Egypt has been launched on a path unthinkable to all. Once a political prisoner under Hosni Mubarak, Muslim Brotherhood’s Mohamed Morsi, has replaced him as the new president.
His victory has given the Islamists both a symbolic triumph and a potent weapon in their struggle for power against country’s top generals.
Morsi, 60, won 51.73 per cent of the vote, beating his rival and former Prime Minister Ahmed Shafiq. He is the first Islamist who has been named as the Head of an Arab state.
He becomes the fifth president of Egypt and first from outside the military.
Morsi has vowed to uphold the goals of the revolution that ousted president Hosni Mubarak last year and to share power with other parties.
Morsi saluted the judiciary and the army for overseeing the democratic process.
"Respectful salutation to Egypt\\\’s honourable and just judiciary and to the brave men of the army and police who protected the democratic process with all honour. Congratulations to Egypt," he said.
"I pledge to be a president who serves his people and works for them," Morsi said, adding, "I will not betray God in defending your rights and the rights of this nation."
Morsi\\\’s win in Egypt\\\’s first-ever genuine multi-candidate presidential elections puts an end to a 60-year military monopoly of the position.
His predecessors Mohamed Naguib, Gamal Abdel-Nasser, Anwar El-Sadat and Hosni Mubarak, who ruled the country since the 1952 Free Officers\\\’ Coup, all came from the army\\\’s ranks.
Morsi was born in the Nile Delta province of Sharqiya and graduated with an engineering degree from Cairo University in 1975. He received a PhD from the University of Southern California, where he was an assistant professor, in 1982.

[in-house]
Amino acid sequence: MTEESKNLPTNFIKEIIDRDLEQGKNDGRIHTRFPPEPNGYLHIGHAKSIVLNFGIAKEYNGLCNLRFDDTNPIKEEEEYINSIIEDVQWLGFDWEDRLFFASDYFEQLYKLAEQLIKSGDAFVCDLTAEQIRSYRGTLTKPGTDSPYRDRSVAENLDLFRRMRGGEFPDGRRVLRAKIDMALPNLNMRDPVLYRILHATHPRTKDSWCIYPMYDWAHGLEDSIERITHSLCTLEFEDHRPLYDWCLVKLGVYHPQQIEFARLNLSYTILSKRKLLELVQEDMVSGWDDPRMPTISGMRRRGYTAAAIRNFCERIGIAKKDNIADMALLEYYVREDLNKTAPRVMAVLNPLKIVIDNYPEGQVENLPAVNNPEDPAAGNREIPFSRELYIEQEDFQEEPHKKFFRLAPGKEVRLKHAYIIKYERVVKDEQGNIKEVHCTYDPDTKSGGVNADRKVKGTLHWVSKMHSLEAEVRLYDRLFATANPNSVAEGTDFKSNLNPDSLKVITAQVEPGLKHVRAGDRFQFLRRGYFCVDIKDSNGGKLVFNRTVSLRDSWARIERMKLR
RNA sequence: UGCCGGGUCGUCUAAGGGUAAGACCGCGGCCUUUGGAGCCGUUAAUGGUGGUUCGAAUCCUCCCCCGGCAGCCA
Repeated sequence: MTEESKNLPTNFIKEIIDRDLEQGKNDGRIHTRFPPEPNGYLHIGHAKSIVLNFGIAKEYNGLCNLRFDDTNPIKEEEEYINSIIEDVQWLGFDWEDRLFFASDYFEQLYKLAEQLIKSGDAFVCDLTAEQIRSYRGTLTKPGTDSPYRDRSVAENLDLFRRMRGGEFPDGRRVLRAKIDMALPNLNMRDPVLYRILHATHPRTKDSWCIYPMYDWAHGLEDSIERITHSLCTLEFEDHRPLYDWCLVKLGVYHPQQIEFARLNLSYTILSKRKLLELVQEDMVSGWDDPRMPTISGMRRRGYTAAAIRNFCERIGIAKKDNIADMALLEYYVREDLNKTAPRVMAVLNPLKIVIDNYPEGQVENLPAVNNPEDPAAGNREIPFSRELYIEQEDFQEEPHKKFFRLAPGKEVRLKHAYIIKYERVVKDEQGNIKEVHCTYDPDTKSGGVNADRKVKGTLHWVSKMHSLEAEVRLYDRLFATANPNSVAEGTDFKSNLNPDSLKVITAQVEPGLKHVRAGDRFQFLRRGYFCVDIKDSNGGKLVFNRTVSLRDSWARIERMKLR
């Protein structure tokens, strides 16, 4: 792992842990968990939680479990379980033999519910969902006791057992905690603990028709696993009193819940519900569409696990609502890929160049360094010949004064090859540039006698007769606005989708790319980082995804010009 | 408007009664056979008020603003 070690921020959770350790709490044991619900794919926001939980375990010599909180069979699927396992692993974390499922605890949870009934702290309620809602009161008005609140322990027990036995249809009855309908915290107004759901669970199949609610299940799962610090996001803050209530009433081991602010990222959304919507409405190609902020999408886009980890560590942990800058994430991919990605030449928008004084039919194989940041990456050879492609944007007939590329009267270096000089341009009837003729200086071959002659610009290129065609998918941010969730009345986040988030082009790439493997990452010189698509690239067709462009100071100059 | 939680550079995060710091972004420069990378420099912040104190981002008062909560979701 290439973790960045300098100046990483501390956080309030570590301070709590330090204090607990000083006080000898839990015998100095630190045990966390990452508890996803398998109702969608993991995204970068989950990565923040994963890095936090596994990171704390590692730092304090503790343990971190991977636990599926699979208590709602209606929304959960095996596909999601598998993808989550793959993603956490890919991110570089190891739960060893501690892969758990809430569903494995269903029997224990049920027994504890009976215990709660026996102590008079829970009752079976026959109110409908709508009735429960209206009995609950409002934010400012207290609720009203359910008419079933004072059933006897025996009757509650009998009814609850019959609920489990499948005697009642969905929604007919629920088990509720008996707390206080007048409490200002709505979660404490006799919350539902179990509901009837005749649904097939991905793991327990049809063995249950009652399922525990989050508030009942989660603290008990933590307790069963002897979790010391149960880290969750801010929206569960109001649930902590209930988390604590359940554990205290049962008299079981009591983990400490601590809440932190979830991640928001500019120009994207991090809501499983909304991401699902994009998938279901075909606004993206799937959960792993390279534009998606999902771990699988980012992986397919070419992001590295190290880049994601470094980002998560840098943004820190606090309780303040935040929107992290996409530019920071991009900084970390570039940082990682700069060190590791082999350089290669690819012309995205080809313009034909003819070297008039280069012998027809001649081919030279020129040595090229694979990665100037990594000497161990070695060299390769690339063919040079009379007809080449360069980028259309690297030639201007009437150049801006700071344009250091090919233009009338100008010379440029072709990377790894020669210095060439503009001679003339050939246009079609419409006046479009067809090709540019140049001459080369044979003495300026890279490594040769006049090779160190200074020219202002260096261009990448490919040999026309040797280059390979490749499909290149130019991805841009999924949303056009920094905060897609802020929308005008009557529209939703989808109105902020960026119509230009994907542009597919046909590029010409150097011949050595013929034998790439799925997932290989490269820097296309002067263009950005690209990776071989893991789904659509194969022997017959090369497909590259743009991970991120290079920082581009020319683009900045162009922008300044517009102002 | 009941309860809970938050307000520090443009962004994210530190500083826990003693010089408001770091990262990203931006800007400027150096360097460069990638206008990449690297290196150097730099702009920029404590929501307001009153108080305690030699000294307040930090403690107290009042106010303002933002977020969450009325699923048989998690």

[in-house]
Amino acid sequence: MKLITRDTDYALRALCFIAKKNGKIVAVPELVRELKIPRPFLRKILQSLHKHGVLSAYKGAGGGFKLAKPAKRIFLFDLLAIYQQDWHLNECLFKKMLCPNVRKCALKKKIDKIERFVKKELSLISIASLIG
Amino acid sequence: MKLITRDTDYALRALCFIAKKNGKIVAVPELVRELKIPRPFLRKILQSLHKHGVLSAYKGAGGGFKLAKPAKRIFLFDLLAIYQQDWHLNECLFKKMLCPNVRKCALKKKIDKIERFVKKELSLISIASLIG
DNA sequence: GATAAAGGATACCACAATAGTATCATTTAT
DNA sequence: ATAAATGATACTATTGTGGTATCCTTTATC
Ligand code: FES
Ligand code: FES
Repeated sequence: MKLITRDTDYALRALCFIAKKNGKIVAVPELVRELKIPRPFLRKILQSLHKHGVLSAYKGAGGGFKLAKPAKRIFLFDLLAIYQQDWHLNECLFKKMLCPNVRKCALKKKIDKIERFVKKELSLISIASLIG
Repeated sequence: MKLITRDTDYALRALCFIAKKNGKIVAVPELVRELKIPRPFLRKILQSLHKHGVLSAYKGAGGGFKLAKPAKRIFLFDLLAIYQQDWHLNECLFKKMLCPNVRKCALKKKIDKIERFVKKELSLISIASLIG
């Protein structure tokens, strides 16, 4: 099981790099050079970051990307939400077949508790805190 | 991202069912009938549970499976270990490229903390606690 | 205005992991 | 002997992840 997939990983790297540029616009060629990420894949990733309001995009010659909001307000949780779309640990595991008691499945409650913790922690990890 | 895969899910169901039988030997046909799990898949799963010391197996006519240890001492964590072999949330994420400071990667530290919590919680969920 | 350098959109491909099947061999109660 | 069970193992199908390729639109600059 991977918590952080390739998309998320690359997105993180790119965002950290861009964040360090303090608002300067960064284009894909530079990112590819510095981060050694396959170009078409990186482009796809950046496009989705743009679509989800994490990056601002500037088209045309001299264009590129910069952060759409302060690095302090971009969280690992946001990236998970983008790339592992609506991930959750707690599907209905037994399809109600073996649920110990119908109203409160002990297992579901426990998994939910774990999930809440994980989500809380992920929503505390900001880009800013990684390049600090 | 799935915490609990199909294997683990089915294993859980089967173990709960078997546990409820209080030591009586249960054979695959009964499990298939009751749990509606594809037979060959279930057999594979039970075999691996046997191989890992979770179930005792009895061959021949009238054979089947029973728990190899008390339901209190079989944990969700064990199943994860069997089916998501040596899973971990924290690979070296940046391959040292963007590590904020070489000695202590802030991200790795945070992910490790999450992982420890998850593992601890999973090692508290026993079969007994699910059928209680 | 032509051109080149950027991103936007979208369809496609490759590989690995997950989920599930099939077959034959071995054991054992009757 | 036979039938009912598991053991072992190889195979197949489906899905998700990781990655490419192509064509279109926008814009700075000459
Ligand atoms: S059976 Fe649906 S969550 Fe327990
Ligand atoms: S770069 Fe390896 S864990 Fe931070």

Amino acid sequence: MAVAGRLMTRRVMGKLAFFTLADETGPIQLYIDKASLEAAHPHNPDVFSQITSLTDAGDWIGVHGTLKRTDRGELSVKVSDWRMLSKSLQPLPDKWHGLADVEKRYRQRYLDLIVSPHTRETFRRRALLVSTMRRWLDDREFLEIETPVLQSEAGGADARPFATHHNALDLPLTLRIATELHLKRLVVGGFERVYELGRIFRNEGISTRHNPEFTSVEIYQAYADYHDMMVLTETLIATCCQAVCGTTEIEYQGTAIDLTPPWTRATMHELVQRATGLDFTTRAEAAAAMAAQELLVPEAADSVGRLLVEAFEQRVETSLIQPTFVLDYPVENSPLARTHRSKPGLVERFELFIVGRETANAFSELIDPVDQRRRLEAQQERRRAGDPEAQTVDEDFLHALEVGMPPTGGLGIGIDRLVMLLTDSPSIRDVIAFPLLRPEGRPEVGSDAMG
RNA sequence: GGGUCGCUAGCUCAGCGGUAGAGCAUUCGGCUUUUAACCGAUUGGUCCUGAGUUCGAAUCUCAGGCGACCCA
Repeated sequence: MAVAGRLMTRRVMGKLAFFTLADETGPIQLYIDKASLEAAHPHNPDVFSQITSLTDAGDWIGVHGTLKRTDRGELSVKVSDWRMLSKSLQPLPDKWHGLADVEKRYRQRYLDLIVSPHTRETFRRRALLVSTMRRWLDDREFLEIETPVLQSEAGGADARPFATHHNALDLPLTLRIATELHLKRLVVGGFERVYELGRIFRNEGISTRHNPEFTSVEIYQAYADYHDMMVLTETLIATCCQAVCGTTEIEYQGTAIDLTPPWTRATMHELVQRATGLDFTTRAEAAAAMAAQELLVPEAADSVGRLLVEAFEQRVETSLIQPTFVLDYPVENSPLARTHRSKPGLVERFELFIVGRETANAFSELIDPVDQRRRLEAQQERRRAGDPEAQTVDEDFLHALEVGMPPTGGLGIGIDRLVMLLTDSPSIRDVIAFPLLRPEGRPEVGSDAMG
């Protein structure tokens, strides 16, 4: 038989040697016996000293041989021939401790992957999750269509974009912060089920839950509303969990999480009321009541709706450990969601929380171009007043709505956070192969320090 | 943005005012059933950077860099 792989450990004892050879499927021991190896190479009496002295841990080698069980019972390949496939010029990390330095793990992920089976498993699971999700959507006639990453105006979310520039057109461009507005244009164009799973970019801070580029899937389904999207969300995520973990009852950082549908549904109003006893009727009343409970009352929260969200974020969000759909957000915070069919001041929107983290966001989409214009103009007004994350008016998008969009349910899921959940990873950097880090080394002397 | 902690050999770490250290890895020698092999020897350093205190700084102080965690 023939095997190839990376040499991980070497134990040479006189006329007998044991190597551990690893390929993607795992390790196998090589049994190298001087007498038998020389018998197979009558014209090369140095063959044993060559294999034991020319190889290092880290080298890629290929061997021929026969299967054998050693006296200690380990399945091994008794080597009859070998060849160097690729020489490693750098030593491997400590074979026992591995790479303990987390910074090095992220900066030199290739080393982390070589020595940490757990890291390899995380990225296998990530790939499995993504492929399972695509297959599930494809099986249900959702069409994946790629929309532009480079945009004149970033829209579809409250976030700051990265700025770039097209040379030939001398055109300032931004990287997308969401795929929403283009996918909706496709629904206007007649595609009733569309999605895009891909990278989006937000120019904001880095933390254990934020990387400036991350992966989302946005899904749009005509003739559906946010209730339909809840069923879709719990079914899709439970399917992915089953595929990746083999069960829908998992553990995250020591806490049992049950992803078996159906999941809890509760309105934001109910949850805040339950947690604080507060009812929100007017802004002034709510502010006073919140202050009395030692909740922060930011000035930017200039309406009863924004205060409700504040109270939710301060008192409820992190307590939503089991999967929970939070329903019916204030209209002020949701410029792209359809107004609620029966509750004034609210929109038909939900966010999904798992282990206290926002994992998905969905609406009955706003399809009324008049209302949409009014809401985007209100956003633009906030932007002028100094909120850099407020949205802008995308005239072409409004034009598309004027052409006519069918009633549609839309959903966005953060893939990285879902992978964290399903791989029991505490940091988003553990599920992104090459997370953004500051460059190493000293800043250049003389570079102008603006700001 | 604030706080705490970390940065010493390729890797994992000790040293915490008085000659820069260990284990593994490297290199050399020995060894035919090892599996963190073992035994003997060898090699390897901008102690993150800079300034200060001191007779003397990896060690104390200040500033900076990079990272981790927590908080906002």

He was a member of an anti-Israel group, the Committee to Resist Zionism, but dedicated much of his time to the Muslim Brotherhood, which first fielded him in a parliamentary election in 2000.
The military and the Brotherhood have been in a public conflict in recent days. The ruling Supreme Council of the Armed Forces (SCAF) has criticised the Mursi campaign for announcing his victory too early, while the Brotherhood have warned against fraud.
A series of controversial decrees by the ruling SCAF have angered the Islamists who say they are designed to reduce or constrain the power of the president, and entrench the power of the military.
Earlier, Tantawi had announced the re-establishment of a National Defence Council, putting the generals in charge of Egypt\\\’s national security policy.
Egypt\\\’s 2012 presidential elections were the second in the country\\\’s history.
The first Egyptian presidential polls took place in 2005 and saw then president Mubarak secure a clear victory, which many observers chalked up to massive vote-rigging by the now defunct National Democratic Party (NDP).
Mubarak, 84, remained in power for 30 years until the military forced his resignation after 18 days of countrywide protests.